The Ramayana/Book I/Canto IV: The Rhapsodists

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The Ramayana of Valmiki , translated by Ralph T. H. Griffith
Book I — Canto IV: The Rhapsodists


When to the end the tale was brought,
Rose in the sage's mind the thought;
Now who throughout this earth will go,
And tell it forth that all may know?'

As thus he mused with anxious breast,
Behold, in hermit's raiment dressed,
Kus'a and Lava[1] came to greet
Their master and embrace his feet.
The twins he saw, that princely pair
Sweet-voiced, who dwelt beside him there
None for the task could be more fit,
For skilled were they in Holy Writ;
And so the great Rámáyan, fraught
With lore divine, to them he taught:
The lay whose verses sweet and clear
Take with delight the listening ear,
That tell of Sítá's noble life
And Rávan's fall in battle strife.
Great joy to all who hear they bring,
Sweet to recite and sweet to sing.
For music's sevenfold notes are there,
And triple measure,[2] wrought with care
With melody and tone and time,
And flavours[3] that enhance the rime:
Heroic might has ample place,
And loathing of the false and base,
With anger, mirth, and terror, blent
With tenderness, surprise, content.
When, half the hermit's grace to gain,
And half because they loved the strain,
The youth within their hearts had stored
The poem that his lips outpoured,
Válmíki kissed them on the head,
As at his feet they bowed, and said
'Recite ye this heroic song
In tranquil shades where sages throng
Recite it where the good resort,
In lowly home and royal court,'
The hermit ceased. The tuneful pair
Like heavenly minstrels sweet and fair
In music's art divinely skilled,
Their saintly master's word fulfilled.
Like Ráma's self, from whom they came,
They shared their size in face and frame,
As though from some fair sculptured stone
Two selfsame images had grown.
Sometimes the pair rose up to sing,
Surrounded by a holy ring,
Where seated on the grass bad met
Full many a musing anchoret.
Then tears bedimmed those gentle eyes,
As transport took them and surprise,
And as they listened every one
Cried in delight, Well done! Well done!
Those sages versed in holy lore
Praised the sweet minstrels more and more:
And wondered at the singers' skill,
And the bard's verses sweeter still,
Which laid so clear before the eye
The glorious deeds of days gone by.
Thus by the virtuous hermits praised,
Inspirited their voice they raised.
Pleased with the song this holy man
Would give the youths a water-can;
One gave a fair ascetic dress,
Or sweet fruit from the wilderness.
One saint a black-deer's hide would bring,
And one a sacrificial string:
One, a clay pitcher from his hoard,
And one, a twisted munja cord.[4]
One in his joy an axe would find,
One, braid, their plaited locks to bind.
One gave a sacrificial cup,
One rope to tie their fagots up;
While fuel at their feet was laid,
Or hermit's stool of fig-tree made.
All gave, or if they gave not, none
Forgot at least a benison.
Some saints, delighted with their lays,
Would promise health and length of days;
Others with surest words would add
Some boon to make their spirit glad.
In such degree of honour then
That song was held by holy men:
That living song which life can give,
By which shall many a minstrel live.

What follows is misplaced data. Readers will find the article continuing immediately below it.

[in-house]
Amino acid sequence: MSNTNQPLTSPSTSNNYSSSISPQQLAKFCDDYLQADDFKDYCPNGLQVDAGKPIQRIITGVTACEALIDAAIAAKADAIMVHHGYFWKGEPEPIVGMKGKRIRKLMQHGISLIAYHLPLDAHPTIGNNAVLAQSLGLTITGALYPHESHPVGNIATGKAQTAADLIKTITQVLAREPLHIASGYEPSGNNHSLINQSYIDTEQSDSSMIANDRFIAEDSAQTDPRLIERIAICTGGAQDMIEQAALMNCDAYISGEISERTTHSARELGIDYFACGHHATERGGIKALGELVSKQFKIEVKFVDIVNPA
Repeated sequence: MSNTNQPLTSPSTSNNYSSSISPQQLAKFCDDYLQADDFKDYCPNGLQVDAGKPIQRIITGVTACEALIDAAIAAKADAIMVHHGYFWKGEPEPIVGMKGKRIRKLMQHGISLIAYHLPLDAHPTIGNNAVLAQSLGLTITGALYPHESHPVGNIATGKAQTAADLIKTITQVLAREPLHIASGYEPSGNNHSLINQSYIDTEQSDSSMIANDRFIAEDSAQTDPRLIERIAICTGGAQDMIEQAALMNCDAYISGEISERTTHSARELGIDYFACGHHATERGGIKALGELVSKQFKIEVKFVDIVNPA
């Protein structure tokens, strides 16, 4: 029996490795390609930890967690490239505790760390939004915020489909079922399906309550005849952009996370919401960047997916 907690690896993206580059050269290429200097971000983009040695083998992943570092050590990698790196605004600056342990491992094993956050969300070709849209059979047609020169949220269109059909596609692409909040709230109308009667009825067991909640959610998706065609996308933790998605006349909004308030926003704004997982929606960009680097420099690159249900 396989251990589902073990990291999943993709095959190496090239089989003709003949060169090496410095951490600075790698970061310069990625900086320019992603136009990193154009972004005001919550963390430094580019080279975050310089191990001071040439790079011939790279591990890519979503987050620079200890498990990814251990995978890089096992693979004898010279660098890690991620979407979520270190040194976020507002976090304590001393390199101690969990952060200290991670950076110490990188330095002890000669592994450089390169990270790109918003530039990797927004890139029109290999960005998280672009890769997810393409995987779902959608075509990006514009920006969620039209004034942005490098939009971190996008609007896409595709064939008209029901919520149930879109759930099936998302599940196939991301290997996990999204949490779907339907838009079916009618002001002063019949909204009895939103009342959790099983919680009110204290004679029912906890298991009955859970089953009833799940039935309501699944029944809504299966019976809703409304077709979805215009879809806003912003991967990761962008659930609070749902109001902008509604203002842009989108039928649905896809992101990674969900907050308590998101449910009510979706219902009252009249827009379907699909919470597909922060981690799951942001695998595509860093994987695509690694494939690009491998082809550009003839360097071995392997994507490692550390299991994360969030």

In seat of kings, in crowded hall,
They sang the poem, praised of all.
And Ráma chanced to hear their lay,
While he the votive steed[5] would slay,
And sent fit messengers to bring
The minstrel pair before the king.
They came, and found the monarch high
Enthroned in gold, his brothers nigh;
While many a minister below,
And noble, sate in lengthened row.

The youthful pair awhile he viewed
Graceful in modest attitude,
And then in words like these addressed
His brother Lakshman and the rest:
'Come, listen to the wondrous strain
Recited by these godlike twain.
Sweet singers of a story fraught
With melody and lofty thought.'
   The pair, with voices sweet and strong,
Rolled the full tide of noble song,
With tone and accent deftly blent
To suit the changing argument.
Mid that assembly loud and clear
Rang forth that lay so sweet to hear,
That universal rapture stole
Through each man's frame and heart and soul.
'These minstrels, blest with every sign
That marks a high and princely line,
   In holy shades who dwell,
Enshrined in Saint Válmiki's lay,
A monument to live for aye,
   My deeds in song shall tell.'
Thus Ráma spoke: their breasts were fired,
And the great tale, as if inspired,
   The youths began to sing,
While every heart with transport swelled,
And mute and rapt attention held
   The concourse and the king,


  1. The twin sons if Ráma and Sítá, born after Ráma had repartiated Sítá, and brought up in the hermitage of Válmíki. As they were the first rhapsodists the combined name Kus'alava signifies a reciter of paeans or an improvisatore even to the present day.
  2. Perhaps the base, tenor, and treble, or quick, slow and middle times. We know but little of the ancient music of the Hindus.
  3. Eight flavours or sentiments are usually enumerated, love, mirth, tenderness, anger, heroism, terror, disgust, and surprise; tranquility or content, or paternal tenderness, is sometimes considered the ninth. WILSON. See the Sáhitya Darpana or Mirror of Composition translated by Dr. Ballantyne and Bábá Pramadádása Mitra in the Bibliotheca Indica.
  4. Saccharum Munja is a plant from whose fibres is twisted the sacred string which a Bráhman wears over one shoulder after he has been initiated by a rite which in some respects answers to confirmation.
  5. A description of an As'vamedha or horse sacrifice is given in Canto XIII. of this Book.